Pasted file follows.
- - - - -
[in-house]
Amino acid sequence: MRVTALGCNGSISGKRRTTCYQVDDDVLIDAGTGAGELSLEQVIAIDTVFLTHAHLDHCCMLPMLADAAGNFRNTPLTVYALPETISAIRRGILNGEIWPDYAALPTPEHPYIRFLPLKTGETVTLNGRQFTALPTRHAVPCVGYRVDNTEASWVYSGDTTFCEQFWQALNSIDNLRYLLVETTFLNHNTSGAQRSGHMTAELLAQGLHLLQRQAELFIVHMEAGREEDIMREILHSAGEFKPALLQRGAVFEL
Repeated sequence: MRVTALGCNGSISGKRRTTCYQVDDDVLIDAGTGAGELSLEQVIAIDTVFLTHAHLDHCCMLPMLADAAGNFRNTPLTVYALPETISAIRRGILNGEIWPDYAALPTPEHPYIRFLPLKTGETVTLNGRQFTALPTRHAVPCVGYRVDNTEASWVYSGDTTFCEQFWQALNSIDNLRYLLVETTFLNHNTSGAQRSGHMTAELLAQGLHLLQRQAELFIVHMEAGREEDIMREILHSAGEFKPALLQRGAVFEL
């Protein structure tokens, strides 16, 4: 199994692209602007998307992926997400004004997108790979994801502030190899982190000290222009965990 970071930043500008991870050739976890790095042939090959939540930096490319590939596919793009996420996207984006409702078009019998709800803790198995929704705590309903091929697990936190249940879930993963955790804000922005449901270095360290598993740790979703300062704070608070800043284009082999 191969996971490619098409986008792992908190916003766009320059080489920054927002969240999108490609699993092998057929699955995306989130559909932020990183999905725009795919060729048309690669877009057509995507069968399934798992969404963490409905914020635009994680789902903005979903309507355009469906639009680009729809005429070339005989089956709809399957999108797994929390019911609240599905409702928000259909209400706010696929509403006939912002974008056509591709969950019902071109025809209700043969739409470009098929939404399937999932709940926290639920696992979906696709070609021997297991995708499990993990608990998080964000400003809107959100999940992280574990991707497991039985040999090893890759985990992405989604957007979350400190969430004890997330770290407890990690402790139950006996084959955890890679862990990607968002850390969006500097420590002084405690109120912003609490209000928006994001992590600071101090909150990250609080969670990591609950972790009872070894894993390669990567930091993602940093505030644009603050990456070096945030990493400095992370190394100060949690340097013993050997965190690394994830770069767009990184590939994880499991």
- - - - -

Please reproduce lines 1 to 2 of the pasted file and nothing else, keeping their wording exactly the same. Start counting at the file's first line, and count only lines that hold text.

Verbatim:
[in-house]
Amino acid sequence: MRVTALGCNGSISGKRRTTCYQVDDDVLIDAGTGAGELSLEQVIAIDTVFLTHAHLDHCCMLPMLADAAGNFRNTPLTVYALPETISAIRRGILNGEIWPDYAALPTPEHPYIRFLPLKTGETVTLNGRQFTALPTRHAVPCVGYRVDNTEASWVYSGDTTFCEQFWQALNSIDNLRYLLVETTFLNHNTSGAQRSGHMTAELLAQGLHLLQRQAELFIVHMEAGREEDIMREILHSAGEFKPALLQRGAVFEL